HARTFORD, CT — State Democratic lawmakers, surrounded by supporters, called on Connecticut to join the list of states to abandon the Electoral College to elect the president and replace it with a National Popular Vote.
There are several different bills proposed this year to have Connecticut do away with the Electoral College, including one proposed by Senate President Martin Looney.
Looney held a press conference Wednesday before the General Assembly’s Government Administration and Elections Commission held a public hearing on his and other bills calling for Connecticut to go a National Popular Vote.
“I fully reject the notion that the citizens of America, in the year 2017, cannot be trusted to directly elect their president,” Looney said. “Instead, I believe that the direct election of the president by popular vote — that the winner of the presidency is the candidate who gets the most votes in the election — is now critical to the essence of our democracy.”
To date, the National Popular Vote bill has been enacted by a total of 11 states possessing 165 electoral votes, which represent 61 percent of the 270 electoral votes necessary to activate it. Connecticut’s neighboring states — New York, Massachusetts, and Rhode Island — have passed this bill.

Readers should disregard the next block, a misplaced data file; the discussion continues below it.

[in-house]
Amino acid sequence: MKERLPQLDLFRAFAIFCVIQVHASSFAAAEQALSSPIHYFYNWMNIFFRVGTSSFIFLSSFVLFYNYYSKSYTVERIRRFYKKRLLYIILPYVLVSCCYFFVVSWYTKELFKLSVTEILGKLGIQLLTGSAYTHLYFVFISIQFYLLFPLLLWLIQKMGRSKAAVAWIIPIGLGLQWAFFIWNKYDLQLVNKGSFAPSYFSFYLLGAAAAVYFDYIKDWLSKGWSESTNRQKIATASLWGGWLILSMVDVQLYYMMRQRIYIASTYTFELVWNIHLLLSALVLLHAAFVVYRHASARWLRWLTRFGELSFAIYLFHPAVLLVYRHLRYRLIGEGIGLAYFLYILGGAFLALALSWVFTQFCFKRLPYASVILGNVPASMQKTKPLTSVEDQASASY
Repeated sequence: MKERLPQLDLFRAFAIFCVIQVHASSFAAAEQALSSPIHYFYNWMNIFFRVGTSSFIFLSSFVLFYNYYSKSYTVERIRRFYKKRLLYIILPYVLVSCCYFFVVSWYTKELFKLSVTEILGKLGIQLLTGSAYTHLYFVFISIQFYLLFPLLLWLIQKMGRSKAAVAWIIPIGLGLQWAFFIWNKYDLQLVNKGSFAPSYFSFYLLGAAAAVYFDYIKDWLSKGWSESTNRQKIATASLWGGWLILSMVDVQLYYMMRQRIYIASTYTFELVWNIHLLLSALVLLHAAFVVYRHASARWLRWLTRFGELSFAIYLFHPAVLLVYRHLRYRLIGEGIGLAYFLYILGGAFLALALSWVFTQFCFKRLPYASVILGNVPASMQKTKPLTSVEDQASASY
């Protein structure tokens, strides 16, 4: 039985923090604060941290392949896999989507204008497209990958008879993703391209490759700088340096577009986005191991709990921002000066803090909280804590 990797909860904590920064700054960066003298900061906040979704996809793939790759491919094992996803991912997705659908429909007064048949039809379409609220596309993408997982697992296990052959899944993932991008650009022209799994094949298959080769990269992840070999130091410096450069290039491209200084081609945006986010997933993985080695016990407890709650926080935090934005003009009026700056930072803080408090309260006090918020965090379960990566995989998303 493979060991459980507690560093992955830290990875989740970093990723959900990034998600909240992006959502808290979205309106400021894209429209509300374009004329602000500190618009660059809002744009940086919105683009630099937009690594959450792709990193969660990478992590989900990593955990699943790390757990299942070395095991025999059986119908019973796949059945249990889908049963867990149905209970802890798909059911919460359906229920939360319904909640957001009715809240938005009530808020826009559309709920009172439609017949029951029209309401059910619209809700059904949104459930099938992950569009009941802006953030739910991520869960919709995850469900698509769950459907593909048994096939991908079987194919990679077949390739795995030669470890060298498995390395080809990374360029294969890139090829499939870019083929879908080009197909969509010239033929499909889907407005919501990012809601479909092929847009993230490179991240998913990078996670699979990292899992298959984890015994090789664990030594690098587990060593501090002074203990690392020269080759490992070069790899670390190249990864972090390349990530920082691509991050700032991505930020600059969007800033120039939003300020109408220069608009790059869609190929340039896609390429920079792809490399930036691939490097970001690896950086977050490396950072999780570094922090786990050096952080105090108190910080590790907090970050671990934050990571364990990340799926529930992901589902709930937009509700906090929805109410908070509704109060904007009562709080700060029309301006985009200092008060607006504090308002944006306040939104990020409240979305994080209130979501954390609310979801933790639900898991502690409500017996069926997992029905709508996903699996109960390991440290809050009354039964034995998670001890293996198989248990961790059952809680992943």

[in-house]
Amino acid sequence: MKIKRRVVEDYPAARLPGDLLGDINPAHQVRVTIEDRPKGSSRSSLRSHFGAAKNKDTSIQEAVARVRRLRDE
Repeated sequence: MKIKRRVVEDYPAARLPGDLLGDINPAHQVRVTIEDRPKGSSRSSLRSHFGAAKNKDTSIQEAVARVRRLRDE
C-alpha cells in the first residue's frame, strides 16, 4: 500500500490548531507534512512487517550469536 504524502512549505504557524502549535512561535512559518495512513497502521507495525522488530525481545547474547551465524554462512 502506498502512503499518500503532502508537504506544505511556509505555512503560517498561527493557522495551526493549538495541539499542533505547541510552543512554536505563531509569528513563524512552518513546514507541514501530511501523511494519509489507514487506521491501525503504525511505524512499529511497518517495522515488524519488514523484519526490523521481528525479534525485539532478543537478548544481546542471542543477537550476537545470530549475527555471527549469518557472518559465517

The compact takes effect only when enough states sign on to guarantee that the national popular vote winner wins the presidency. This means that states with a combined total of 270 electoral votes — a majority of the Electoral College — must join the compact for it to take effect.
President Donald Trump’s win over Hillary Clinton has renewed talk across the country, including Connecticut, of going to a winner-take-all National Popular Vote election.
More Americans voted for Clinton than any other losing presidential candidate in United States history.